As artists grow older they can fall from fashion, but age also brings gravitas, writes Bob and Roberta Smith
Regarding Jonathan Jones’s review (6 June) of the Royal Academy’s Summer Exhibition, where he spent a great deal of it attacking me (“the poor person’s [Grayson] Perry”), I don’t really mind. If you make art and put it in the public domain you have to be prepared to take the brickbats. But what he got wrong was the notion that when you get older as an artist you become “exhausted”.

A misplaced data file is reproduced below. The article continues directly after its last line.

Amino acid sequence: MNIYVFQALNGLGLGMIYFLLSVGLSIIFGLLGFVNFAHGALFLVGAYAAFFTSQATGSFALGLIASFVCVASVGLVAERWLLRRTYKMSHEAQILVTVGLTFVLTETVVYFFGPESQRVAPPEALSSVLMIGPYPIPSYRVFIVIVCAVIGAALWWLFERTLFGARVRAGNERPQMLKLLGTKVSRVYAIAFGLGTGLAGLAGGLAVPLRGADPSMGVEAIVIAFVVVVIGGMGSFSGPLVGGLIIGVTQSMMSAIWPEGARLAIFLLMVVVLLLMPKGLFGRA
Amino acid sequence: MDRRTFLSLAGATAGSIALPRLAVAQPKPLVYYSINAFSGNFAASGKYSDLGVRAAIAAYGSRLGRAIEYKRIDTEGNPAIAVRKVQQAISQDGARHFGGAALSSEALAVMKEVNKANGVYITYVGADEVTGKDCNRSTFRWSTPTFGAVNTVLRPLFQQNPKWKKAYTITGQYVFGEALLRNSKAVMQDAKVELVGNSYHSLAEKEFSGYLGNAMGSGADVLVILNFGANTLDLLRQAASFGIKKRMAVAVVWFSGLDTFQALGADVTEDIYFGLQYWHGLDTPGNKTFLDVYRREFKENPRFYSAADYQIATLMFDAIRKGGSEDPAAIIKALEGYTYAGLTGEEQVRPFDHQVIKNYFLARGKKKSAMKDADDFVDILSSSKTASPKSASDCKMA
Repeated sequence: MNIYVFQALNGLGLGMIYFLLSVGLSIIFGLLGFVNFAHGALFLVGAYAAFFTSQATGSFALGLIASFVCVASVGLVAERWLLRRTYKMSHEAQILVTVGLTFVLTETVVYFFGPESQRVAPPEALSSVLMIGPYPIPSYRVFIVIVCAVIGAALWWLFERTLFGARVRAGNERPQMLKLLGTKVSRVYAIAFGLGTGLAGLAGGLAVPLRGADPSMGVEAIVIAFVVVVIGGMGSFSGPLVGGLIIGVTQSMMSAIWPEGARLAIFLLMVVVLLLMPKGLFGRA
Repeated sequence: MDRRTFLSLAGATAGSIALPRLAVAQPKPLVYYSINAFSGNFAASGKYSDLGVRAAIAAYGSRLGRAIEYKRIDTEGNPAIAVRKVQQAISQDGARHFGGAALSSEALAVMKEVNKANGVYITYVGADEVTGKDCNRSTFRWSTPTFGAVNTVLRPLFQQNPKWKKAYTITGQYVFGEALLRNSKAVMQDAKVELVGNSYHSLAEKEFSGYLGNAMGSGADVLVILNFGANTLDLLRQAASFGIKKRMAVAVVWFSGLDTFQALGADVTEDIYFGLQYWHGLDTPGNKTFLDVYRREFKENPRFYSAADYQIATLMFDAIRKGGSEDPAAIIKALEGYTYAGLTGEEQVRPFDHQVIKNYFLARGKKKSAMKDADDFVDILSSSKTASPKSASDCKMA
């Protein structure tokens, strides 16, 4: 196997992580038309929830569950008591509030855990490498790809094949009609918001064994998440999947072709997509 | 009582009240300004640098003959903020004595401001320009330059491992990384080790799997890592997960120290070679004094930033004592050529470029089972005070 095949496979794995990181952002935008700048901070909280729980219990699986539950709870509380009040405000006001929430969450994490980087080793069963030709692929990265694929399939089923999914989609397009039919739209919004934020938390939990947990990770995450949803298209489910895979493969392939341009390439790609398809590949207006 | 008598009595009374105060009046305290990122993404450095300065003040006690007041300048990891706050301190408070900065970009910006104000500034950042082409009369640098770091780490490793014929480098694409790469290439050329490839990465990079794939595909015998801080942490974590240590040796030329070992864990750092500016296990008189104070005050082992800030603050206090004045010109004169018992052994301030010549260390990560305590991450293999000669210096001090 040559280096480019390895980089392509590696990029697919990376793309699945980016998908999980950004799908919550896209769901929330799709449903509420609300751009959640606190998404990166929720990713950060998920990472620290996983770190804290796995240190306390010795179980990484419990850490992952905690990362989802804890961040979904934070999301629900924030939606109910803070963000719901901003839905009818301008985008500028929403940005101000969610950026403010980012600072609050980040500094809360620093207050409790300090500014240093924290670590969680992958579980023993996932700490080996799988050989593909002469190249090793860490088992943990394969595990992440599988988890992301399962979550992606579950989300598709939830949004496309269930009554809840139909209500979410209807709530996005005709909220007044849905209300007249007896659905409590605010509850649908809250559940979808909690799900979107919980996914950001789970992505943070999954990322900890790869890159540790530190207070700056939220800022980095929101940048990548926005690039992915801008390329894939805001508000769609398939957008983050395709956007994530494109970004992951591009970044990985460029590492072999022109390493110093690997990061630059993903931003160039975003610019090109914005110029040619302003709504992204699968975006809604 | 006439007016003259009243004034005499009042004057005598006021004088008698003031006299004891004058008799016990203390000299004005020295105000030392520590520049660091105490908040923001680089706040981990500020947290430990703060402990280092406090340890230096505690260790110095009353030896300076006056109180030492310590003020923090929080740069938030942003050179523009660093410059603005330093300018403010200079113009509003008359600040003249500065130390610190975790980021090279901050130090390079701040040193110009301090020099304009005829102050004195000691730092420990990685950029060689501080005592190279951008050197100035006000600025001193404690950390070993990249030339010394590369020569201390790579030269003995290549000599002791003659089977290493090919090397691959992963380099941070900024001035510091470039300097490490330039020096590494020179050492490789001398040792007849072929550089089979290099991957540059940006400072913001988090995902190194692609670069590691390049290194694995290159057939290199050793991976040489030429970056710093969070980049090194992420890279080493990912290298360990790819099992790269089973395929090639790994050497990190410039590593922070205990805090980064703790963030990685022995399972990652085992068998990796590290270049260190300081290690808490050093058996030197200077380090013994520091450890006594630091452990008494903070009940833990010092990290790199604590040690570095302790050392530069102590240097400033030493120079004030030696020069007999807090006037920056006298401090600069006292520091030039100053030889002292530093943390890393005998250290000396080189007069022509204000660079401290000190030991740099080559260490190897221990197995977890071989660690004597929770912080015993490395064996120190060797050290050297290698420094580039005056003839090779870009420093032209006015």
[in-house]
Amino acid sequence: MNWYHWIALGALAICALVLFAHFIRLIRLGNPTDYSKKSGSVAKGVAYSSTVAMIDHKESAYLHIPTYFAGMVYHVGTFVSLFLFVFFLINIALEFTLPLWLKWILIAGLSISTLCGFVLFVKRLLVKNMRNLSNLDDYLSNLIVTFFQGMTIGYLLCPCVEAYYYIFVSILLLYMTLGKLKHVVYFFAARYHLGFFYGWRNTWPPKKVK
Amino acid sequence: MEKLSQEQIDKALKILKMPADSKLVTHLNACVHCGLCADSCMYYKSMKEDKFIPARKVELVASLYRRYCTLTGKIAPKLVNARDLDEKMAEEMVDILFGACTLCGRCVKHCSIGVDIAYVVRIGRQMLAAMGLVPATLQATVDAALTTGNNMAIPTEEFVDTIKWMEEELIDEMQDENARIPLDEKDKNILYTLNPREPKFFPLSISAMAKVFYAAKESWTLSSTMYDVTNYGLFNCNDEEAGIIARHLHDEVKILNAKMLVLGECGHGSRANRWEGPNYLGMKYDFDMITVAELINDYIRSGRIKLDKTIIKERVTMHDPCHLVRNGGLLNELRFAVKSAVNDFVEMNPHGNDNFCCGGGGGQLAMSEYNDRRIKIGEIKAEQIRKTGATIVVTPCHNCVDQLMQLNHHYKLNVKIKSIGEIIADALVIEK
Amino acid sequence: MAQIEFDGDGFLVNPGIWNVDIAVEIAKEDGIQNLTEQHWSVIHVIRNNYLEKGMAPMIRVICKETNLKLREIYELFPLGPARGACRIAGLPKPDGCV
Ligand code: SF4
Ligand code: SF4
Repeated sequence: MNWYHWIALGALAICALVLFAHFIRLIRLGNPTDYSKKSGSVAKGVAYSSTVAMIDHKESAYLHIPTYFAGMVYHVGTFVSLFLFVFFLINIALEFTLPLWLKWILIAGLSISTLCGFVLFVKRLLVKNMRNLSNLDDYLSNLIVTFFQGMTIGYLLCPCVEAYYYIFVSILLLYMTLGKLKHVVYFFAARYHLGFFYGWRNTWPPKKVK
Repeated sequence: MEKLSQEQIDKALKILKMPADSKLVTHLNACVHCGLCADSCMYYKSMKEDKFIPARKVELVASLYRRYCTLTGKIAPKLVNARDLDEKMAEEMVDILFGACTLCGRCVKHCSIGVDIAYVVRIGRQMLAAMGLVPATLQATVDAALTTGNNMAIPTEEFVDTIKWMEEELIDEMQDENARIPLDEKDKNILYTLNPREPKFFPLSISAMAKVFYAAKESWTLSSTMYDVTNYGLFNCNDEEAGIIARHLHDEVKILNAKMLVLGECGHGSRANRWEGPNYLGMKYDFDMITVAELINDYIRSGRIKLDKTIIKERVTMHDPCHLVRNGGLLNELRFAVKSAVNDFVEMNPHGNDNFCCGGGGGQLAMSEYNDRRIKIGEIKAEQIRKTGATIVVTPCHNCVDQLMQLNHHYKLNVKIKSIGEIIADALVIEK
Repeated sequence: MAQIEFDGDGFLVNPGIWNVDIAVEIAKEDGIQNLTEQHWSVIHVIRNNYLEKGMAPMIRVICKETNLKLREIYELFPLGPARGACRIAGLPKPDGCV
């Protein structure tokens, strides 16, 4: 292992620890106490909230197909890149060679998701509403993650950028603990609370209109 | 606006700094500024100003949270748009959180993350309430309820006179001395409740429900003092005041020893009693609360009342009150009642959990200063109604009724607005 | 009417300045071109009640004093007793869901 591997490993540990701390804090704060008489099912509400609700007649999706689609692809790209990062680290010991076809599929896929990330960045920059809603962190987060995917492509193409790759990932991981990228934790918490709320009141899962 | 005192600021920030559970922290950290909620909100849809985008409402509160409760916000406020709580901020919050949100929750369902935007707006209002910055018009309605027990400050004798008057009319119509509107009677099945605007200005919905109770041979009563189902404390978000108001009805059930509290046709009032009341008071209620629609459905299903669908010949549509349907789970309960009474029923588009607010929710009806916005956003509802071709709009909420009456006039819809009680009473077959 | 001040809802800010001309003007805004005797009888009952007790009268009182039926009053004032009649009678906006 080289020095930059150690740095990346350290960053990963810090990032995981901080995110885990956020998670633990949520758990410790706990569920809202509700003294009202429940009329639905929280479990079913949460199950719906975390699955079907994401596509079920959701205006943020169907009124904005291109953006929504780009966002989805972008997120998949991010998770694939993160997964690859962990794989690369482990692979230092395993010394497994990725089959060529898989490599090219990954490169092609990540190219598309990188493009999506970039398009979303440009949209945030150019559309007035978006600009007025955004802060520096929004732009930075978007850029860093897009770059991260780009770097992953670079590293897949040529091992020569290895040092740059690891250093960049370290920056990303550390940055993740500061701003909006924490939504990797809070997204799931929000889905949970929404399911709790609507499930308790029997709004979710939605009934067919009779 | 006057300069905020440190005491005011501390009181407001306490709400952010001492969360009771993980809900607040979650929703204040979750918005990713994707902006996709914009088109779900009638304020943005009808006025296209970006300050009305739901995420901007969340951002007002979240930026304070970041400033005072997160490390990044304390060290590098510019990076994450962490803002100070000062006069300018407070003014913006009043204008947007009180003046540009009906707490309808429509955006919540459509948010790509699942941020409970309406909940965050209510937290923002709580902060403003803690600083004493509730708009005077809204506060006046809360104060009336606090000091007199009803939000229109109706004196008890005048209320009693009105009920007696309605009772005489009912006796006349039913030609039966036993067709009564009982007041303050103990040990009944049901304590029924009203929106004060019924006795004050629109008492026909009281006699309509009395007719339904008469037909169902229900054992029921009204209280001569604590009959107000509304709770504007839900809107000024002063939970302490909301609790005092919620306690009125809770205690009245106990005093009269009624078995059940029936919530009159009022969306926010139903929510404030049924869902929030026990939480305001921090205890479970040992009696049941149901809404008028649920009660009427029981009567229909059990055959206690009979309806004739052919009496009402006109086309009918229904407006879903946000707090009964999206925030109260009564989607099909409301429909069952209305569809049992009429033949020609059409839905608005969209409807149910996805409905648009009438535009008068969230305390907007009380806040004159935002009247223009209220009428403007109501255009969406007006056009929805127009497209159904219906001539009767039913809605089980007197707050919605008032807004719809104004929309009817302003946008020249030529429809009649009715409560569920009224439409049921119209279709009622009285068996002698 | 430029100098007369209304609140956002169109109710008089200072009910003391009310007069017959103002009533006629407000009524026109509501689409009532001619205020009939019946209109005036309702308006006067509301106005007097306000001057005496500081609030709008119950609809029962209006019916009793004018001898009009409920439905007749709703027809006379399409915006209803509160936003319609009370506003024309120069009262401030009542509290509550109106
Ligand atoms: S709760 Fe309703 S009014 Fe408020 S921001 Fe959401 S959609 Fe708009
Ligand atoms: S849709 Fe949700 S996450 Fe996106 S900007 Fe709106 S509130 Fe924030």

Two of my fellow Royal Academicians in this year’s show have made astonishing works in their 90s. Joe Tilson presents a magnificent stained-glass work for which he won the Charles Wollaston prize. Anthony Eyton has painted a beautiful image of light falling down a staircase in his London home, and this week is his 96th birthday. In their 80s, Olwyn Bowey presents her beautiful homage to Van Gogh and in gallery 8 I have hung a masterpiece: an ambitious evocation of light and debris by Frank Bowling, who currently has a widely praised retrospective at Tate Britain.